“Not in Utopia, subterranean fields,
Or some secreted island, heaven knows where!
But in the very world, which is the world
Of all of us, the place where, in the end,
We find our happiness, or not at all”
– William Wordsworth

All the classical cuisines of the world – especially those of France and China – have their roots in home cooking, often disdainfully called peasant cooking

Although I have spent a large part of what is amusingly called my career dining in or working with restaurants, and unaware of any genetic link to peasant stock, I have always preferred to cook at home for my family. Our kitchen is the soul of our home and I always relish facing the oven.

I think that cooking, preparing and providing food, feature among the higher pleasures of my time on this planet. The act of cooking, both calming and reassuring, never fails to adjust my outlook. More stress relieving than yoga, less dangerous than substance abuse. A place in my world that is both sensual and aesthetic, providing and affirming. As the Rev Woodforde notes in his Diary of a Country Parson, ‘…one of the peculiar melodies of existence’.

We presently live in a cottage in a tiny village in north Norfolk, the village houses a couple of hundred souls. Pamment floored, brick walled and pan tiled roof. It is not grand but most of it is old. As in all previous dwellings the kitchen is the mainspring of the household. At one end is a modest preparation area with an unglamorous professional oven. As a counterpoint, the opposing wall houses a wood-burning stove enclosed by a large and once functional inglenook. The stove is dwarfed by a supporting beam and surrounded by a muddle of worn and blackened brickwork. Parts of the cottage walls are 17th century, an era when contemporaneous pointed brickwork demonstrated a finer eye.

“It has been proven that only around a good table do people reconcile and push away the clouds of indifference, dissipated by the sun of good food.” Grimod de La Renière.

At the nucleus of our kitchen is a good table suitably equidistant between oven and stove, the centre warmed by the periphery. It was constructed by a friend and began its original life during our occupation of a spacious Victorian warehouse in London’s Docklands. Then considerably larger, it is now around only two metres by one metre, it has been whittled down and remodelled as metropolitan loft living has given way to rural cottage dwelling. Although our homes and panoramas have changed, the familiar grain of its oak surface still endures.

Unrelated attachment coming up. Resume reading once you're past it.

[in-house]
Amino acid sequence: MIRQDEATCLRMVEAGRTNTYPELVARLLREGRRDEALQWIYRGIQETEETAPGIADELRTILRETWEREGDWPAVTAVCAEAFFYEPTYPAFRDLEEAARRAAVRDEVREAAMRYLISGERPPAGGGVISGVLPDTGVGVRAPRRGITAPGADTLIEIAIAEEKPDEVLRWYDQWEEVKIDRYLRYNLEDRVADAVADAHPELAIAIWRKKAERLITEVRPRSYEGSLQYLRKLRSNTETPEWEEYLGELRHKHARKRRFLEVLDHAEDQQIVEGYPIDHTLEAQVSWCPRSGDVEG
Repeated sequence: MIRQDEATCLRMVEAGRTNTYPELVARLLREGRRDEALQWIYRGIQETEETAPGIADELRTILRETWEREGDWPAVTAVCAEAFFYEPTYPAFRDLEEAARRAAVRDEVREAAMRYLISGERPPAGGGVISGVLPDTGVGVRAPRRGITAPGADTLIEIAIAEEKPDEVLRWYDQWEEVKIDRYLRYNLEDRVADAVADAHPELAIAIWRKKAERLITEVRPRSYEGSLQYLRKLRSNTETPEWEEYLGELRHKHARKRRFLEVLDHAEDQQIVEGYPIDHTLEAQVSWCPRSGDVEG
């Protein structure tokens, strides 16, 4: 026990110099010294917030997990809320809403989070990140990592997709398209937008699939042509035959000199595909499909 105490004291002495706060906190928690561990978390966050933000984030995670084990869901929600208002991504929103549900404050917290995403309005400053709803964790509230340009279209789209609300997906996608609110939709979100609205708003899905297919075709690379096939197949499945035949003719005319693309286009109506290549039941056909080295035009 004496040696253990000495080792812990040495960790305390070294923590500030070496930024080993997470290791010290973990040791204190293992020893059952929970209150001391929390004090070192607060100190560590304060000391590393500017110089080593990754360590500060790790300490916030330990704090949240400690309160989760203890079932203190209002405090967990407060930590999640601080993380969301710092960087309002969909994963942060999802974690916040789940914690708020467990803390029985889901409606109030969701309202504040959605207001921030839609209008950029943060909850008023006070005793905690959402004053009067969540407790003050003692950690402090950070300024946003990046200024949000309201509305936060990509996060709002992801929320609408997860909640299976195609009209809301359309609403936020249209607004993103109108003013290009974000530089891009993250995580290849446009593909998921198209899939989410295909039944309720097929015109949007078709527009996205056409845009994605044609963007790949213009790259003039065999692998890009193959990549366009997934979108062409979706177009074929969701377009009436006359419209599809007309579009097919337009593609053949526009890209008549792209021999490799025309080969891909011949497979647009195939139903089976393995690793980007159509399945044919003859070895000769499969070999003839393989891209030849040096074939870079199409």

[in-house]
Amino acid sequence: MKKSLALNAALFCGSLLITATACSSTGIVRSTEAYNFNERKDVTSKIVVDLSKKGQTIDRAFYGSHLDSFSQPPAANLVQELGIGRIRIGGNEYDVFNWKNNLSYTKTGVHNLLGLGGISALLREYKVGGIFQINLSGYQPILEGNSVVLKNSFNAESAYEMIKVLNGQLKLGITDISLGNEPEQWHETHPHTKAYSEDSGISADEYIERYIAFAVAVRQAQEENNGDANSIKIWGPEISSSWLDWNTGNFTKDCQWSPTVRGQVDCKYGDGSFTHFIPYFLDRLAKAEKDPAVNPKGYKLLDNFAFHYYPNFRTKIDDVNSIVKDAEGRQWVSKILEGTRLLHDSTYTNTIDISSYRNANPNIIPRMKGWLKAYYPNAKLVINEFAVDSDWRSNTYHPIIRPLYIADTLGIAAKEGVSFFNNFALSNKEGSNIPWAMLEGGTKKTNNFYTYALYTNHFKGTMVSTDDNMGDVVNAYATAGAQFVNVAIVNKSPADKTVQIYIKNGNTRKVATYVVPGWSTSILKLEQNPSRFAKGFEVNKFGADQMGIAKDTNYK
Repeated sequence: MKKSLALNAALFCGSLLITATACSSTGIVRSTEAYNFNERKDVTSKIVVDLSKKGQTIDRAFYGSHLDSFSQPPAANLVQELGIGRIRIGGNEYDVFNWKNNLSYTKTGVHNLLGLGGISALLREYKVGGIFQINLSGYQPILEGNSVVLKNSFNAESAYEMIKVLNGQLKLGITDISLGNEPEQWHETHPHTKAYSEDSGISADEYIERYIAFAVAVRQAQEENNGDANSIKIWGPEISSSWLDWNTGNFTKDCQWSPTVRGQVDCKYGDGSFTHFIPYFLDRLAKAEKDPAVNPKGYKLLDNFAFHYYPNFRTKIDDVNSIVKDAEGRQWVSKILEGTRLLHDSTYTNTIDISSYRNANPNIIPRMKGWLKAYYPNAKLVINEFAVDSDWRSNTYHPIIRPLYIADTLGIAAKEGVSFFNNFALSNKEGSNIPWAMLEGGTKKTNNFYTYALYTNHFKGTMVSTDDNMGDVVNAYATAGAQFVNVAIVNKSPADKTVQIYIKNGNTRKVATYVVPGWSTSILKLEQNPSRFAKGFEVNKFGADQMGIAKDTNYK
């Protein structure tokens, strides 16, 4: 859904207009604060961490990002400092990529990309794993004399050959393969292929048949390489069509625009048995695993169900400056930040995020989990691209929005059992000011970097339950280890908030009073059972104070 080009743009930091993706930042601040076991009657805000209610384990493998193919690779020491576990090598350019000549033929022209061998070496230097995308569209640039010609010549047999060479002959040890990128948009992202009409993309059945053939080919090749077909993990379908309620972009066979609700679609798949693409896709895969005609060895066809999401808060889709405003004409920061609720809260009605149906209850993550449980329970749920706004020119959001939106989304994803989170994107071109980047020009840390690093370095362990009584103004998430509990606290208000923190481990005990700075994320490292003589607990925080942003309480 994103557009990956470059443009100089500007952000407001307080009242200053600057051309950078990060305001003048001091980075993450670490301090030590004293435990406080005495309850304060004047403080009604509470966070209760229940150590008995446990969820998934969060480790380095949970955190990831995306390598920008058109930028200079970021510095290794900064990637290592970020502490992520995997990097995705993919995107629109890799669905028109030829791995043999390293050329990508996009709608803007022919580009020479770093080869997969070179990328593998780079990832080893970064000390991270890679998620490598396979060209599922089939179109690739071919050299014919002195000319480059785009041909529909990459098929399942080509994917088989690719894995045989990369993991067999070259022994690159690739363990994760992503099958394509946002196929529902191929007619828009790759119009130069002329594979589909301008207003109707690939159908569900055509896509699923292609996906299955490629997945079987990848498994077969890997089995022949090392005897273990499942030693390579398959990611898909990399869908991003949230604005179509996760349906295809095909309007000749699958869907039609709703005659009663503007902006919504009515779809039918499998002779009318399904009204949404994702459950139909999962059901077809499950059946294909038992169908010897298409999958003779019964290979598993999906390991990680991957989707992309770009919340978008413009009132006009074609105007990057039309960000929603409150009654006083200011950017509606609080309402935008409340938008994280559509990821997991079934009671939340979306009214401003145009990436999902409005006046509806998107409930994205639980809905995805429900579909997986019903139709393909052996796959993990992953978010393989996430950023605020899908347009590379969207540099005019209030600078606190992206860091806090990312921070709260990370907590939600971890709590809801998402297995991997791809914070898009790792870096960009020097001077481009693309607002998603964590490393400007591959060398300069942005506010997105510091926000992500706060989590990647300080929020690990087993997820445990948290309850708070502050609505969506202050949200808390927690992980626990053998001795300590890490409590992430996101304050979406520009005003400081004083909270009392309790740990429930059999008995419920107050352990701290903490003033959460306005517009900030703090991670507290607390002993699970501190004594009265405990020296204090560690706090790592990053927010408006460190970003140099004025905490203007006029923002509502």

“I don’t understand how a young couple can begin life by buying a sofa or a television, don’t they know a table comes first?” Fergus Henderson. St John’s Restaurant

When the time arrives for an occasion that interrupts daily duties and the need to concentrate on conversation of others, dining at the kitchen table is inestimable. Much has been undertaken around our shape-shifting table during its forty-year life. Eager children, disparate relatives, fragile grandparents, unbidden guests and assorted friends, have variously occupied its perimeter for breakfast, lunch, and dinner. Many thousands of meals have been served and hundreds of wines tasted. Revolutions too have been plotted here, truces declared, plans hatched and bad jokes tolerated. Beyond any individual around the table, there is always an abiding communion when a meal is shared. Living in a time where people eat burgers on foot and pizza on the run, or petrol station sandwiches in their car, it’s surely time we sat down together again.

A great meal is only fifty per cent great food and you remember it not so much for what you ate but for the people you were with and the ambience, the atmosphere and the surroundings”. From Roald Dahl’s Cookbook. (1991)

In this kitchen as in others before, it has been a privilege to undertake something I love to do and turn it into something I can share. The collection of recipes that follow, rehearse that abiding delight.